MATH101 is designed for students who have some mathematics background but do not meet the prerequisites for MATH102. It is also helpful as a refresher for students who have not studied mathematics for some time. MATH101 aims to raise the technical and understanding levels of students who lack confidence in their mathematical skills.


First year Statistics courses explained

Many students need a foundation in Statistics to support their studies in other subject areas such as business, forestry, social sciences, physical sciences, and computer science. Others will wish to do more substantial studies in statistics in their undergraduate programme.

STAT101 is our first-year course in Statistics. It is an introduction to the ideas, techniques and applications of statistics and probability. STAT101 can be used as a prerequisite for STAT201 and STAT202. In combination with MATH102/EMTH118, STAT101 can be used as a prerequisite for the remaining 200-level Statistics courses.

A student intending to major in Statistics requires one of MATH103, MATH199, or DATA203.

A student intending to minor in Statistics requires 75 points in STAT courses (or from other relevant subjects with the approval of the Head of School) including 45 points at 200 level or above.


First year Data Science

DATA101 is our first-year course in Data Science. It is an introduction to statistical and computer science concepts that underpin the field of Data Science. Students will undertake analysis using the programming language R, building on other languages used across the Data Science syllabus such as Python. Students take DATA101 as part of a minor or major in Data Science. Students may use it as a prerequisite for most second-year STAT/DATA courses (check each course for details).


Engineering Mathematics

The School also offers a range of 100-level Engineering Mathematics (EMTH) courses These are intended for students pursuing a Bachelor of Engineering and are a prerequisite for enrolling in a professional engineering programme. Contact the Faculty of Engineering for course advice for your first and second year.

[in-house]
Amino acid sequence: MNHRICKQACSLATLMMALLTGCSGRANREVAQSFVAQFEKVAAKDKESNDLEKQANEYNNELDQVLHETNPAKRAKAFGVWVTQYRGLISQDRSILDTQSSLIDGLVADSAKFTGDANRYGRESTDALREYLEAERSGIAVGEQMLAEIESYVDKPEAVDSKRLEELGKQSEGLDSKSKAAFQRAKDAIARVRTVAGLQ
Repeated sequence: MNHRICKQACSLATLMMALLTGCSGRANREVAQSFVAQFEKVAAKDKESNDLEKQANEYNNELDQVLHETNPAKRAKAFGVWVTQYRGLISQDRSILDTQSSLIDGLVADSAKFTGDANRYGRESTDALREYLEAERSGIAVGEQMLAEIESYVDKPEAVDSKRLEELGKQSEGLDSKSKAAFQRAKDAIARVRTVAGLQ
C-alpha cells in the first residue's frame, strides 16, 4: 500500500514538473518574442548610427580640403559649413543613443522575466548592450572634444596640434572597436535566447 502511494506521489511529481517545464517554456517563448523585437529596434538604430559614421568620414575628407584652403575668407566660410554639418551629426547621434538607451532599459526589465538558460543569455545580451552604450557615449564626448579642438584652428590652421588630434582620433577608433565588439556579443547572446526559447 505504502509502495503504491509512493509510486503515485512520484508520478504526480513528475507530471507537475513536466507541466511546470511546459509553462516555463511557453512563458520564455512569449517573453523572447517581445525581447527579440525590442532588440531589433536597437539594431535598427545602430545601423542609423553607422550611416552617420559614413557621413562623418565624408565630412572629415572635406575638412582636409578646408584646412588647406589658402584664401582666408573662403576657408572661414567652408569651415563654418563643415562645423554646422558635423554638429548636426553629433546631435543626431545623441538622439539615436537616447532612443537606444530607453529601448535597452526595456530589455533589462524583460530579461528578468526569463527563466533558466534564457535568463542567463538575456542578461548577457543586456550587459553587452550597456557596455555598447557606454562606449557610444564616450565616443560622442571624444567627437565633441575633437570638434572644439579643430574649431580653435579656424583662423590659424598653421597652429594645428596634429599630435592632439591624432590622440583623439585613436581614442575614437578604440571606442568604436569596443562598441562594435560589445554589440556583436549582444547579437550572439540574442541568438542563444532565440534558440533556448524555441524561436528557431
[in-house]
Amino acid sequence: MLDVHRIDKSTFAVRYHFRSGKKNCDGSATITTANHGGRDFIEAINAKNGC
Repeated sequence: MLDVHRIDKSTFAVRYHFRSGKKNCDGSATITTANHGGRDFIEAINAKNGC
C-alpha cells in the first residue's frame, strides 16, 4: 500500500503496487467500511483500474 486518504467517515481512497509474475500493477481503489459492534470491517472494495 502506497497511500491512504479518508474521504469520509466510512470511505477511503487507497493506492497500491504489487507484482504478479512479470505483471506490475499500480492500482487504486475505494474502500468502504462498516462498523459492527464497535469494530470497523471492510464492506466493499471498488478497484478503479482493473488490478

MATH199 and the STAR Programme

If you’ve done the STAR programme you have already completed MATH102 and MATH103! This gives you extra space in your programme for other subjects you like or more maths. If you’d like to discover a different type of maths we recommend MATH120. It provides a good introduction to pure maths and is useful for computer science subjects. Alternatively, try MATH201 or MATH203 if you want to continue the calculus and linear algebra you are familiar with.


Need further advice?

If you would like to chat about which courses would be best for your background and goals, we are always happy to help. Please contact the 100-level MATH coordinator at




We offer a wide variety of courses in mathematics and statistics at 200-level and 300-level. 

The mathematics courses range from abstract pure mathematics through to computer-oriented applied courses. Some further advice on planning a degree in mathematics can be found here. If you are unsure which ones best suit your needs, contact one of the course advisers or the lecturer in charge of the course you are thinking of taking.


Course Planning Advisors

Our course advisors can help you select the courses that best suit your needs.